Der britische Journalist Richard Poynder hat ein Interview mit mir gemacht. Wie ich auf die Commons gekommen bin, was es mit dem Begriff auf sich hat, warum ich der Diskussion um die Gemeingüter das Potential zuschreibe, die moderne Gesellschaft neu zu denken? Wie ich mir das mit dem Verhältnis zu Markt und Staat denke…
Anlaß war die Internationale Commonskonferenz, die vom 31. Oktober bis 02. November in Berlin stattfinden wird. Die Konferenz ist leider nicht öffentlich. Ich erkläre im Interview warum. Mehr zur Konferenz gibt’s hier.
As more and more of the world’s population has gained access to the Internet so a growing number of free and open movements have appeared — including the free and open source software movements, free culture, creative commons, open access and open data.
Once these movements became widely visible — and successful — people were keen to understand their significance, and establish what, if anything, they have in common. Today many observers maintain that they share very similar goals and aspirations, and that they represent a renaissance of “the commons”.
There is also an emerging consensus that, contrary to what was initially assumed, this renaissance is not confined to the Internet, and digital phenomena, but can also be observed in the way that some physical products are now manufactured (e.g. by advocates of the open source hardware movement) and in the way that many are now recommending the natural world be managed.
For instance, argue self-styled “commoners”, when local farmers establish seed banks in order to preserve regional plant diversity, and to prevent large biotechnology companies from foisting patent-protected GMO crops on them, their objectives are essentially the same as those of free software developers when they release their software under the General Public Licence: Both are attempting to prevent things that rightfully belong in common ownership from being privatised — usually by multinational companies who, in their restless pursuit of profits, are happy to appropriate for their own ends resources that rightfully belong to everyone.
Once understood in this broader context, commoners add, it becomes evident that the free and open movements have the potential to catalyse radical social, cultural and political change; change that, in the light of the now evident failures of state capitalism (demonstrated, for instance, by the global financial crisis) are urgently required.
In order to facilitate this change, however, commoners argue that the free and open movements have to be viewed as component parts of the larger commons movement. In addition, it is necessary to embrace and encompass the other major political and civil society groups focused on challenging the dominance of what could loosely be termed the post-Cold War settlement — including environmentalism, Green politics, and the many organisations and initiatives trying to address both developing world issues and climate change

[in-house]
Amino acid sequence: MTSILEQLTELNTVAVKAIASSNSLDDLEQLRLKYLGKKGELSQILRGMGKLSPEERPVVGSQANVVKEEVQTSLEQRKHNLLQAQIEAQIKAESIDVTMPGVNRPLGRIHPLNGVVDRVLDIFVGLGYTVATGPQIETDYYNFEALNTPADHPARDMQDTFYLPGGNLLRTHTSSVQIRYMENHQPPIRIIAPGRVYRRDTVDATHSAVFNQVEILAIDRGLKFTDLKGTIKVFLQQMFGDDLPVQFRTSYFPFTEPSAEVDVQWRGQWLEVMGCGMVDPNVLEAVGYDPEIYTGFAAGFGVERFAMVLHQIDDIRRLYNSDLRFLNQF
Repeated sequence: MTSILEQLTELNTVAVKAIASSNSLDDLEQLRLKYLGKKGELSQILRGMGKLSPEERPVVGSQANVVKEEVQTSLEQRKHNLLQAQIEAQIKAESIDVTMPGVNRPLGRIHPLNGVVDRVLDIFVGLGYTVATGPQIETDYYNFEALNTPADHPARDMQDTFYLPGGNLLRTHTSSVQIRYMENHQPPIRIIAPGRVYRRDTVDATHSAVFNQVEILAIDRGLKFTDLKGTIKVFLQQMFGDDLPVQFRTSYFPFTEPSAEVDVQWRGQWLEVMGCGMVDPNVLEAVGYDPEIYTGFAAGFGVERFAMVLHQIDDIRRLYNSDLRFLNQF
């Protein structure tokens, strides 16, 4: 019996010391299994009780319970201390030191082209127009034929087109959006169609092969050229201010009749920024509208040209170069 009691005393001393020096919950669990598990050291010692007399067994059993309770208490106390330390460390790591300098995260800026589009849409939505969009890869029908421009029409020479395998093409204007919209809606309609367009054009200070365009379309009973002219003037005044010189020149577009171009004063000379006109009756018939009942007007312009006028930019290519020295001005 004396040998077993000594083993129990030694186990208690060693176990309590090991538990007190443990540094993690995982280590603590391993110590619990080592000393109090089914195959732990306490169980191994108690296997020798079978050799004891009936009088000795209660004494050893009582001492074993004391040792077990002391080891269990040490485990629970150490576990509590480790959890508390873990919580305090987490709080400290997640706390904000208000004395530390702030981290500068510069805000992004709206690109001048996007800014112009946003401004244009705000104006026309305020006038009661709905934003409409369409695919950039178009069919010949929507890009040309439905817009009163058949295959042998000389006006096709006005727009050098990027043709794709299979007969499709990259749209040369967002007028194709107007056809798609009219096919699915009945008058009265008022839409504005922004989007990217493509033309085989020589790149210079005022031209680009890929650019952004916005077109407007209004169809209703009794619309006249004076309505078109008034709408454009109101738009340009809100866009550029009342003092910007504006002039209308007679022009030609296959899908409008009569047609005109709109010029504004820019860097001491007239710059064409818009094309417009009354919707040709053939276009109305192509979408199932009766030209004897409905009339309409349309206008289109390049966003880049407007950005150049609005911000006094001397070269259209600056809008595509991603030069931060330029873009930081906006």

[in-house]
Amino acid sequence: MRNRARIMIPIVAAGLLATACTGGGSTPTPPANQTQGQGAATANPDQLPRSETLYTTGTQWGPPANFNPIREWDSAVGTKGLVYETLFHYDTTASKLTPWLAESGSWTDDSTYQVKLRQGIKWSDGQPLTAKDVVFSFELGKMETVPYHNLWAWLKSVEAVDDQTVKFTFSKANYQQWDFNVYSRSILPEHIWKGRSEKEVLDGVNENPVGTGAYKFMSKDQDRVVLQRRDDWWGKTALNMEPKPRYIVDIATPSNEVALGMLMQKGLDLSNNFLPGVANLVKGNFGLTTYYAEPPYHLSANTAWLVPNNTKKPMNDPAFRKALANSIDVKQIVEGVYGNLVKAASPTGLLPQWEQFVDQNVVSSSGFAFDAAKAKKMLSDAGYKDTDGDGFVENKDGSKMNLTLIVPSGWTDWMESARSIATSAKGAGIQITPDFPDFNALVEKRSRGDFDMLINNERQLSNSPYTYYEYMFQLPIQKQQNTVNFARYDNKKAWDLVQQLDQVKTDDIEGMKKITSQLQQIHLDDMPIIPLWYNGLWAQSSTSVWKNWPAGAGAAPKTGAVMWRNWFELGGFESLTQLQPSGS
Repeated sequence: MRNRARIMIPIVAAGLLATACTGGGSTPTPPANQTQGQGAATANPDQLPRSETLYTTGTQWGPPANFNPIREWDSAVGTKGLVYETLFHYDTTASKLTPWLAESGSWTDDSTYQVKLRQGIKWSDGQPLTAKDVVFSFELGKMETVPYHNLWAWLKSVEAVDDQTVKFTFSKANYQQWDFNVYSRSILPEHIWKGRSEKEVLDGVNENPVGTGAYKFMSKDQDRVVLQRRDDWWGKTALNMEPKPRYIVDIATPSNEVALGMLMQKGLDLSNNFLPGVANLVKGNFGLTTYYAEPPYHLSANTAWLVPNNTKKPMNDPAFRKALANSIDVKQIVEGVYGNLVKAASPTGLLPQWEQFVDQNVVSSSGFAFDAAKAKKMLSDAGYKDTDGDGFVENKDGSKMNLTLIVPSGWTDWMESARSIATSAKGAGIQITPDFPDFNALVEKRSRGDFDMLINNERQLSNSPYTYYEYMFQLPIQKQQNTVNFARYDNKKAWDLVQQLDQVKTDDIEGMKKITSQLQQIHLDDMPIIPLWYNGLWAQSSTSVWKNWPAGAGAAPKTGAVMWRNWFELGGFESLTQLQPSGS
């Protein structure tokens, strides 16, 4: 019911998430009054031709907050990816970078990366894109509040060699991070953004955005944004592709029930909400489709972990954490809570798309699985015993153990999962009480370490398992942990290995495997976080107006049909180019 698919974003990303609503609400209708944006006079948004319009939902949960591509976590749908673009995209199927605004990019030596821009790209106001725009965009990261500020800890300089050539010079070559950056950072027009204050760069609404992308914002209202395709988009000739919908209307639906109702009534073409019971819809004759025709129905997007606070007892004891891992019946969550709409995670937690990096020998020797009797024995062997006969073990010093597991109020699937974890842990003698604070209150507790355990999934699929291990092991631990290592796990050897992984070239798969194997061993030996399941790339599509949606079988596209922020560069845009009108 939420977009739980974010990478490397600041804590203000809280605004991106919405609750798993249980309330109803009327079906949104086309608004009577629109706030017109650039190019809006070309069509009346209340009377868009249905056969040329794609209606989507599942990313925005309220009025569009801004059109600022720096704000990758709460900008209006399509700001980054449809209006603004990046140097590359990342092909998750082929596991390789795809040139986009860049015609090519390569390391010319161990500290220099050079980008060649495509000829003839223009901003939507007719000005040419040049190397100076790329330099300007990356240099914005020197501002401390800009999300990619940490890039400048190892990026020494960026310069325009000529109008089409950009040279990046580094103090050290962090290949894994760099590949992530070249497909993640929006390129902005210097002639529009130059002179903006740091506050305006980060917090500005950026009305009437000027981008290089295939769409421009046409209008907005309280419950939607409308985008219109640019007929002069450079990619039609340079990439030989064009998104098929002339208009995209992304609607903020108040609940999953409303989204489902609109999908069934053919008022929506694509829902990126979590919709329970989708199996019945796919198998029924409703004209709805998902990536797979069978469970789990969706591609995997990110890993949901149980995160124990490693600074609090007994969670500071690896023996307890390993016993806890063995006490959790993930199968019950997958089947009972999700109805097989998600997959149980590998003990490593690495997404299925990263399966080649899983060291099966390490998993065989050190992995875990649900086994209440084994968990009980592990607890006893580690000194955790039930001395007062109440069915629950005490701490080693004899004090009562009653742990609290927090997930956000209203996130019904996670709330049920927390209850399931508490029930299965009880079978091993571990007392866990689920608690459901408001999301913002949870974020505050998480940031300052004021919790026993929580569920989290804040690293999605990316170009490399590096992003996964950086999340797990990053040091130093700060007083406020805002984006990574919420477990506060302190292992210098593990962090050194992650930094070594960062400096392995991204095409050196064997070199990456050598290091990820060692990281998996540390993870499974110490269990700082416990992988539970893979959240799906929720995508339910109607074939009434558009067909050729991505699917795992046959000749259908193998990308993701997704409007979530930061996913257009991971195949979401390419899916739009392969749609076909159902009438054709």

But to create this larger movement, says Jena-based commons activist Silke Helfrich, it will first be necessary to convince advocates of the different movements that they share mutual objectives. As they are currently fragmented, their common goals are not immediately obvious, and so it will be necessary to make this transparent. Achieving this is important, adds Helfrich, since only by co-operating can the different movements hope to become politically effective.
To this end Helfrich is currently organising an International Commons Conference that will bring together over 170 practitioners and observers of the commons from 34 different countries.
To be held at the beginning of November, the conference will be hosted by the Heinrich Böll Foundation in Berlin.
The aim of the conference, says Helfrich, is to spark “a breakthrough in the international political debate on the commons, and the convergence of the scholars studying the commons and the commoners defending them in the field.” Helfrich hopes this will lead to agreement on a “commons-based policy platform”.
What is the end game? Nothing less, it would appear, than a new social and political order. That is, a world “beyond market and state” — where communities are able to wrest back control of their lives, from faceless, distant government, and from rootless, heartless corporations.
As Helfrich puts it, “the essential ideals of state capitalism — top-down government enforcement and the so called ‘invisible hand’ of the market — have to be marginalised by co-governance principles and self-organised co-production of the commons by people in localities across the world.”
The interview begins …
RP Why did you become interested in the commons?
SH: I was born in East Germany, and when the wall came down in 1989 I was 22 and had just finished my studies. Then I lived for more than eight years in El Salvador and Mexico, both of which are extremely polarised countries so far as the distribution of wealth is concerned.